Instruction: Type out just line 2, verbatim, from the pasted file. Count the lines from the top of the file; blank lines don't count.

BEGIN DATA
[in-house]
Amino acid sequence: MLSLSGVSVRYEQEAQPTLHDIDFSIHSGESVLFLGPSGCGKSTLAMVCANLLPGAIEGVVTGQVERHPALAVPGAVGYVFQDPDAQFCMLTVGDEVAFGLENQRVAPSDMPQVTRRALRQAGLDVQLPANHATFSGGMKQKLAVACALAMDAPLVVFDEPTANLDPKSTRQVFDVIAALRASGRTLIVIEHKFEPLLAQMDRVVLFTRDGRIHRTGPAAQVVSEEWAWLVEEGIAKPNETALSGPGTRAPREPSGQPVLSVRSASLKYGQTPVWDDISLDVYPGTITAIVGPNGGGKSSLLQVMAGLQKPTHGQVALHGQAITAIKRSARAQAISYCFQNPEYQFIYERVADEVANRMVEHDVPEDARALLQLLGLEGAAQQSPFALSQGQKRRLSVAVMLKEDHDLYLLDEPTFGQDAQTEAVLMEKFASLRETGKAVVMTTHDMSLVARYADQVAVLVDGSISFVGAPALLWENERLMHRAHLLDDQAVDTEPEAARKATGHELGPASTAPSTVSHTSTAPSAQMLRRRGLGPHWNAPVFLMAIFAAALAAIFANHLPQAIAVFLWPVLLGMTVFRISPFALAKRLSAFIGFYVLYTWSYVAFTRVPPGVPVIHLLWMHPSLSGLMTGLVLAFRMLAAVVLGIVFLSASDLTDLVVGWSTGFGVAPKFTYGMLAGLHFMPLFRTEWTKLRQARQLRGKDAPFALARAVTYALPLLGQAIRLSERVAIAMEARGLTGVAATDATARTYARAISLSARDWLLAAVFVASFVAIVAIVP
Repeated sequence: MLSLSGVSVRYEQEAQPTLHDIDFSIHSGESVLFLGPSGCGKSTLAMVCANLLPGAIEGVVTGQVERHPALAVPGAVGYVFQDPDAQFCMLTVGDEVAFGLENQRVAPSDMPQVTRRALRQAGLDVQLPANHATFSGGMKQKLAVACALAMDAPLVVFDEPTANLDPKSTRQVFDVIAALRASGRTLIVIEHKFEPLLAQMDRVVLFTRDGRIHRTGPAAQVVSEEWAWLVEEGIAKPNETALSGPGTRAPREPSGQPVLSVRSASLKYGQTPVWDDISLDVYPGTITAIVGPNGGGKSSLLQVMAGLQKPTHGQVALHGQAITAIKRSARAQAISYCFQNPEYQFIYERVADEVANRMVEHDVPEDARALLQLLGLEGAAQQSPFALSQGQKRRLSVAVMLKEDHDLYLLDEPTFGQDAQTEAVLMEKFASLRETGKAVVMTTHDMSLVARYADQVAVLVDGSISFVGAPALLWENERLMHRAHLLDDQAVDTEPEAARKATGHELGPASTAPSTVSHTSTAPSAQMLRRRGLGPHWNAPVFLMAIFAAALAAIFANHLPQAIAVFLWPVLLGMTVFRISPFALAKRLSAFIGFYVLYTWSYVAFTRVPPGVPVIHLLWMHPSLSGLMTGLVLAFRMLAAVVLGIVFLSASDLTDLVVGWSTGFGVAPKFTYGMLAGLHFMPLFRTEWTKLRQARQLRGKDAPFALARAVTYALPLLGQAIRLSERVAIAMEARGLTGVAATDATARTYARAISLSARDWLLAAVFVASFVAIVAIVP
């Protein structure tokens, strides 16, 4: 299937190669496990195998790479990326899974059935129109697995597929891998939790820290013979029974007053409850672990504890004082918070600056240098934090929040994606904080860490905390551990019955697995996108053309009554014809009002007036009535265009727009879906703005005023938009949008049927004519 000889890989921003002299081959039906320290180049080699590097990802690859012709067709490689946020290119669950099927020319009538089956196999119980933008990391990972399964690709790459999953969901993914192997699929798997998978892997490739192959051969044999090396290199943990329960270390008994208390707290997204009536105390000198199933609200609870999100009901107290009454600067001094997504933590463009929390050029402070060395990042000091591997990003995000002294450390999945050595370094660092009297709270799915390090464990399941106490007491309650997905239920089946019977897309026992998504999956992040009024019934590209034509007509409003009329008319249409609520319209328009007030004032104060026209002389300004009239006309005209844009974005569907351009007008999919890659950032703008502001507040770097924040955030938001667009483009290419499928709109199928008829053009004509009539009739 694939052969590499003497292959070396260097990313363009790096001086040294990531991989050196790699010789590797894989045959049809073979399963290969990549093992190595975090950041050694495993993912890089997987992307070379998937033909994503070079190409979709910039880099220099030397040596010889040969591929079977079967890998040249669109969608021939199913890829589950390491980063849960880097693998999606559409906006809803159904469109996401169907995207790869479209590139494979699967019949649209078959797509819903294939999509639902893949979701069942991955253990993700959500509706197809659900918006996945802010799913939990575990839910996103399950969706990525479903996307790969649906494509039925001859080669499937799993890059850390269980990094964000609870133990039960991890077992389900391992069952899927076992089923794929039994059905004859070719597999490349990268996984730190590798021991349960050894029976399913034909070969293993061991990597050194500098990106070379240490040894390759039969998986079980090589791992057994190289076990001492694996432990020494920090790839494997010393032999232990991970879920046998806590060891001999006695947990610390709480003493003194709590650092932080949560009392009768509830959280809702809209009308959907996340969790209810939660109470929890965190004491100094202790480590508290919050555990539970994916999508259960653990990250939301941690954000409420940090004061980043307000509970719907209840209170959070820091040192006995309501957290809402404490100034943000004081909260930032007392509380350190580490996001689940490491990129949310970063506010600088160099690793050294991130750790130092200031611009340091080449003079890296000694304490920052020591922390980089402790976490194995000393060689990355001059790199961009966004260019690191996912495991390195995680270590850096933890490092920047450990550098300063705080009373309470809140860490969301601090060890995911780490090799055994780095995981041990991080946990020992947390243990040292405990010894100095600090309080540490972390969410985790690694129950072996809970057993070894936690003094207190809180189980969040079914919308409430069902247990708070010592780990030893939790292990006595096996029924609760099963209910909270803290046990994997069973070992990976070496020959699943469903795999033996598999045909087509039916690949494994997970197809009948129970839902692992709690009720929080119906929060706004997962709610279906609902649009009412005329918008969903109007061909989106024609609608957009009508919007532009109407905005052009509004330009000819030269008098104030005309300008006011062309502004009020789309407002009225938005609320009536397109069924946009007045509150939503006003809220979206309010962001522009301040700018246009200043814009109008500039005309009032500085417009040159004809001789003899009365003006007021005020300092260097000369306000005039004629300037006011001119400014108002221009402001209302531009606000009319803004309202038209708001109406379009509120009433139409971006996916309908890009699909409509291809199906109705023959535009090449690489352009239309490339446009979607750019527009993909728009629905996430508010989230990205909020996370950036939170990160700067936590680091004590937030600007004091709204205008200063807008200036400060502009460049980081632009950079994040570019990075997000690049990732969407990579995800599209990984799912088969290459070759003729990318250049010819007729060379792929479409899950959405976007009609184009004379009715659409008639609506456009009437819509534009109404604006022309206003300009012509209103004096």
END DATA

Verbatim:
Amino acid sequence: MLSLSGVSVRYEQEAQPTLHDIDFSIHSGESVLFLGPSGCGKSTLAMVCANLLPGAIEGVVTGQVERHPALAVPGAVGYVFQDPDAQFCMLTVGDEVAFGLENQRVAPSDMPQVTRRALRQAGLDVQLPANHATFSGGMKQKLAVACALAMDAPLVVFDEPTANLDPKSTRQVFDVIAALRASGRTLIVIEHKFEPLLAQMDRVVLFTRDGRIHRTGPAAQVVSEEWAWLVEEGIAKPNETALSGPGTRAPREPSGQPVLSVRSASLKYGQTPVWDDISLDVYPGTITAIVGPNGGGKSSLLQVMAGLQKPTHGQVALHGQAITAIKRSARAQAISYCFQNPEYQFIYERVADEVANRMVEHDVPEDARALLQLLGLEGAAQQSPFALSQGQKRRLSVAVMLKEDHDLYLLDEPTFGQDAQTEAVLMEKFASLRETGKAVVMTTHDMSLVARYADQVAVLVDGSISFVGAPALLWENERLMHRAHLLDDQAVDTEPEAARKATGHELGPASTAPSTVSHTSTAPSAQMLRRRGLGPHWNAPVFLMAIFAAALAAIFANHLPQAIAVFLWPVLLGMTVFRISPFALAKRLSAFIGFYVLYTWSYVAFTRVPPGVPVIHLLWMHPSLSGLMTGLVLAFRMLAAVVLGIVFLSASDLTDLVVGWSTGFGVAPKFTYGMLAGLHFMPLFRTEWTKLRQARQLRGKDAPFALARAVTYALPLLGQAIRLSERVAIAMEARGLTGVAATDATARTYARAISLSARDWLLAAVFVASFVAIVAIVP